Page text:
Stew couldn’t have agreed more. “I have a lot of good to say about Hospice. The biggest thing is that they [Hospice staff] always bring lightness and bring things back into focus—how good things really are,” Stew said. “They always get their job done well. They give that feeling of positivity and that everything’s going to be all right. They’re there to take care of you.”
Stew especially appreciated visits from Hospice of the Red River Valley chaplain, Lauryl, as he neared the end of life. Together, they had deep conversations and discussed questions, such as ‘How do you explain death? What is it? What triggers it? What stops it?’ Stew found comfort in the ease of conversation with Lauryl. “She’s easy to talk to,” he explained. “I think she’s really been able to help with some ‘why’ answers.”
“Stew was a person of deep faith and rich life experiences, but he was also a very humble man. While on hospice, he focused on living and spending time with family; he was so proud of them all,” Lauryl shared. “Stew told me he wasn’t afraid of dying, but in the last couple of weeks the ‘waiting’ was a challenge. One day he told me, ‘Dying isn’t what I expected, you have to have patience, and you have to be very honest and straightforward.’ Stew had those qualities; he was the kind of great man whose joy in life, gratitude for family and friends, and humble, honest faith inspired us all.”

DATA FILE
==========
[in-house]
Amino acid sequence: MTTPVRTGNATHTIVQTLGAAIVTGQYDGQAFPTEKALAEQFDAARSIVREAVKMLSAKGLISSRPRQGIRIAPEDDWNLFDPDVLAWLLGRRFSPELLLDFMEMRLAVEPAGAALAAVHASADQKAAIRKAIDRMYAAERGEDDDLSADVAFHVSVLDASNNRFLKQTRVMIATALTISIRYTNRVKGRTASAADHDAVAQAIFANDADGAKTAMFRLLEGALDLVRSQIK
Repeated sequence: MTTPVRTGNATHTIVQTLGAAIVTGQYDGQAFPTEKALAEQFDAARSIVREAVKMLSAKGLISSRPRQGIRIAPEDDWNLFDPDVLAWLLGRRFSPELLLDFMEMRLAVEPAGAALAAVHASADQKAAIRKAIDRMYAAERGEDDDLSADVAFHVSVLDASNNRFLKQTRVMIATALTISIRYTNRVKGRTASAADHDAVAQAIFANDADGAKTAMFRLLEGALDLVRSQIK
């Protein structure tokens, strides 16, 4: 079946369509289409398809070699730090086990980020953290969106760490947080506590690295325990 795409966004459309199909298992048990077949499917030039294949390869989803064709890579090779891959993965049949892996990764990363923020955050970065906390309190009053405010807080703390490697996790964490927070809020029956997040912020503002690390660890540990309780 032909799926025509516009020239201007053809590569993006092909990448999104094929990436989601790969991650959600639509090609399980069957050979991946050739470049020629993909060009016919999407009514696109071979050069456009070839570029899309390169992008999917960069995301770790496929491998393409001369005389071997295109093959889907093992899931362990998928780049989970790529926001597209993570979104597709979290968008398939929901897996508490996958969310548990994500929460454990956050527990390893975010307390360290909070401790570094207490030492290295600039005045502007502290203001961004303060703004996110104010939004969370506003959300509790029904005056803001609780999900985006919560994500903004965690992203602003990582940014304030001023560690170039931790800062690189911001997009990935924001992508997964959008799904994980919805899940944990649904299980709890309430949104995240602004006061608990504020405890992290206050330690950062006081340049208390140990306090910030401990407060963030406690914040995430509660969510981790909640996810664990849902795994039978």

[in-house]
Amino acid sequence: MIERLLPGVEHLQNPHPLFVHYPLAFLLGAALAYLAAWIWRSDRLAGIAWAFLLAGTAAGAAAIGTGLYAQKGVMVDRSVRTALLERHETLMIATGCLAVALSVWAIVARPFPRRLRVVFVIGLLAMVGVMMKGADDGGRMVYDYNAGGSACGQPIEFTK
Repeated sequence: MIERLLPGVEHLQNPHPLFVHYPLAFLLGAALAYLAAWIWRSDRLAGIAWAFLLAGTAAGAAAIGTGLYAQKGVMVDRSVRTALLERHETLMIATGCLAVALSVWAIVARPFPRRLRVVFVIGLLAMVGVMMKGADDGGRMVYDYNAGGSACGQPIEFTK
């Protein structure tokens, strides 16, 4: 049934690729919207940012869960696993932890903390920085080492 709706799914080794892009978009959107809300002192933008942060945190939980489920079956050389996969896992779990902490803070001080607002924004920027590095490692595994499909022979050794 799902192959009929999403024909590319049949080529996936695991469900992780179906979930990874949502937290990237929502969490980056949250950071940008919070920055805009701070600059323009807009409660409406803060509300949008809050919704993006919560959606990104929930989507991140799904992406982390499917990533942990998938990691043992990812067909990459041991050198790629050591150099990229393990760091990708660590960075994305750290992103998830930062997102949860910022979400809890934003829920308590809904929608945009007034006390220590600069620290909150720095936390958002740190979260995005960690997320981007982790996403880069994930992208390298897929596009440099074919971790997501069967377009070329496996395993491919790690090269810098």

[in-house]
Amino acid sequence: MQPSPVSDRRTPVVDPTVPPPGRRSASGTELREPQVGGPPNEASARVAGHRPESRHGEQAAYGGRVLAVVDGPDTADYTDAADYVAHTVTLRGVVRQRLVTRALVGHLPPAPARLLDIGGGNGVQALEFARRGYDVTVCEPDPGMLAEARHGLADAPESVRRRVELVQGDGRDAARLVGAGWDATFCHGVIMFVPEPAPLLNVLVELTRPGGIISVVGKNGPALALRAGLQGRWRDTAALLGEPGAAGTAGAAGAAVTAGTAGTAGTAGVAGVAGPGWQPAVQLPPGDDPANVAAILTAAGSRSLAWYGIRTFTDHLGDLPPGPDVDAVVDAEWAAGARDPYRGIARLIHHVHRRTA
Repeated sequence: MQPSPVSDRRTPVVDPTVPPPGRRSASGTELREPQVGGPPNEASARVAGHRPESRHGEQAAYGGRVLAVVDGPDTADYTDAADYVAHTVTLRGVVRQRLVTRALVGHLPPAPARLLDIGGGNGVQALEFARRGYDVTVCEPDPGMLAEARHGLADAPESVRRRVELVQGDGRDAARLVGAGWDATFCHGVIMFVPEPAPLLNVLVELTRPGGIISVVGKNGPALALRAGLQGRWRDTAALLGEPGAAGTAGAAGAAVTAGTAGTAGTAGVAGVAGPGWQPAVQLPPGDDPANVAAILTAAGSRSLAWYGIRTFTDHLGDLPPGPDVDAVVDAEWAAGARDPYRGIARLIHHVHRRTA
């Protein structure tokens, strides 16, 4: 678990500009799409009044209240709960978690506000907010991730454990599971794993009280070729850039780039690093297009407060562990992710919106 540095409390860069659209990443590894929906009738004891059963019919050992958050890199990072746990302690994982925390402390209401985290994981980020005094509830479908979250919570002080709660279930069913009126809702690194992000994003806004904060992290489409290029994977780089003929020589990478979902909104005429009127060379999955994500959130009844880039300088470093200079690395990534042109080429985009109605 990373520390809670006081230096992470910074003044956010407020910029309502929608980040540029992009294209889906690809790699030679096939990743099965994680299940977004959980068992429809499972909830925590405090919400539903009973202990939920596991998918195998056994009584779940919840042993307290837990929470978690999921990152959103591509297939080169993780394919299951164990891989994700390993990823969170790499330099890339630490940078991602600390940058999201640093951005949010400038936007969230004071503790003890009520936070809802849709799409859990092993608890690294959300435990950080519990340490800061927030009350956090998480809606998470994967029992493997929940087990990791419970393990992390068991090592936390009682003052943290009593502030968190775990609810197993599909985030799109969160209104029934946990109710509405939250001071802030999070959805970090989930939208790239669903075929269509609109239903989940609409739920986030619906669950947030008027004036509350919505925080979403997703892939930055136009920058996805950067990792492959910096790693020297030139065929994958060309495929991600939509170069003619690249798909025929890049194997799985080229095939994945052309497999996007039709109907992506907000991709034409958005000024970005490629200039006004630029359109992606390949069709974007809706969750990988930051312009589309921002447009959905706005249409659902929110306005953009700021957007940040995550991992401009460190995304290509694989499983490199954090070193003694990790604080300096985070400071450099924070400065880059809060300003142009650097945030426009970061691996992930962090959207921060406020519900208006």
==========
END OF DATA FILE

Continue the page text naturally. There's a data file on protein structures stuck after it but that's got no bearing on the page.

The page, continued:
Kathy noticed after Stew’s talks with Lauryl, her dad felt better. And, she felt peace of mind knowing a team of Hospice experts were caring for him. “They did a lot to help with his pain. That’s the biggest deal. I knew he was being well cared for and managed, and his pain was under control; they were on top of it. If he needed anything, it was there. I felt a wonderful peace that he was cared for like we would want him to be cared for,” Kathy said.
Having worked in health care as a nurse herself, Kathy knows the significance of a team effort and the importance of being kept informed. “I felt like we were a part of the team, and I felt like I was in the loop of what was going on and that was wonderful. It took the burden off the family. They were always there if he needed something. If I called the nurse, she’d get right back to me. Hospice is very well-rounded, and I think that made a big difference,” Kathy shared.
Kathy’s frequent visits to Stew’s home in Fergus Falls, along with other family members, brightened his days. He said of his daughter with a smile, “That girl is absolutely something else. There’s no daughter in the world that could be any better that what she is. I just love her.”
As the days went by, Stew knew that any day he was surrounded by loved ones or Hospice of the Red River Valley, he was going to be all right. “Hospice has been so good, and I feel like they’re all specialists. When they leave, I feel like, by golly, I can make it another day. I think that’s one of the best things about Hospice, you have the feeling around you that they have a certain job of elevating you, and they really have you in mind and they’re trying their very best.”
Stew passed away peacefully, in his home, on March 23, 2015. It was Hospice of the Red River Valley’s honor to care for Stew—a true hero to so many.